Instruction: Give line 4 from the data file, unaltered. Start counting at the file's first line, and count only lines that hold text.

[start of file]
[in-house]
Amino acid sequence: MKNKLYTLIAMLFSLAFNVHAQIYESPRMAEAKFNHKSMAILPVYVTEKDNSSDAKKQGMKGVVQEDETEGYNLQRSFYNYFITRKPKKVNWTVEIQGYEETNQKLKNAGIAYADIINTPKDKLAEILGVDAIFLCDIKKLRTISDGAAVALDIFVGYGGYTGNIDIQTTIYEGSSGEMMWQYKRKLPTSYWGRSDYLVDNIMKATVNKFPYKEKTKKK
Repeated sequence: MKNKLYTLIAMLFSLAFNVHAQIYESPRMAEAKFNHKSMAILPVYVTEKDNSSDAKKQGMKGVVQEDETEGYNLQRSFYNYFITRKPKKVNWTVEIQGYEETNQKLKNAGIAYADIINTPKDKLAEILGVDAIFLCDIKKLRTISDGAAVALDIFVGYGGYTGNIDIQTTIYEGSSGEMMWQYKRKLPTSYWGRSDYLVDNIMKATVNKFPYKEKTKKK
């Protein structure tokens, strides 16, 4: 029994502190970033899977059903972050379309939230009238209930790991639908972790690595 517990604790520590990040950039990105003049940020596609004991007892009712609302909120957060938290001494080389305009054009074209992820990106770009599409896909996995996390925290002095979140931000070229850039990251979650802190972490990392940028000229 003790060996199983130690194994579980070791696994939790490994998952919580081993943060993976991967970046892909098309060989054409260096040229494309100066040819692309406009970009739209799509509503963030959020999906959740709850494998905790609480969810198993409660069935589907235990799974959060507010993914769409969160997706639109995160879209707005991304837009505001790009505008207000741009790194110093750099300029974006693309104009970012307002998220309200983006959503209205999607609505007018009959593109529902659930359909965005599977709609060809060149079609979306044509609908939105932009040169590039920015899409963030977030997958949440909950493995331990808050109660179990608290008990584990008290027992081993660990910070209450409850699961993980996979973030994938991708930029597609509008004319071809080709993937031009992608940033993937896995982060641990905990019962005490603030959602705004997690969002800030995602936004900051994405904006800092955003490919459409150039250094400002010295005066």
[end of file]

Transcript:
């Protein structure tokens, strides 16, 4: 029994502190970033899977059903972050379309939230009238209930790991639908972790690595 517990604790520590990040950039990105003049940020596609004991007892009712609302909120957060938290001494080389305009054009074209992820990106770009599409896909996995996390925290002095979140931000070229850039990251979650802190972490990392940028000229 003790060996199983130690194994579980070791696994939790490994998952919580081993943060993976991967970046892909098309060989054409260096040229494309100066040819692309406009970009739209799509509503963030959020999906959740709850494998905790609480969810198993409660069935589907235990799974959060507010993914769409969160997706639109995160879209707005991304837009505001790009505008207000741009790194110093750099300029974006693309104009970012307002998220309200983006959503209205999607609505007018009959593109529902659930359909965005599977709609060809060149079609979306044509609908939105932009040169590039920015899409963030977030997958949440909950493995331990808050109660179990608290008990584990008290027992081993660990910070209450409850699961993980996979973030994938991708930029597609509008004319071809080709993937031009992608940033993937896995982060641990905990019962005490603030959602705004997690969002800030995602936004900051994405904006800092955003490919459409150039250094400002010295005066």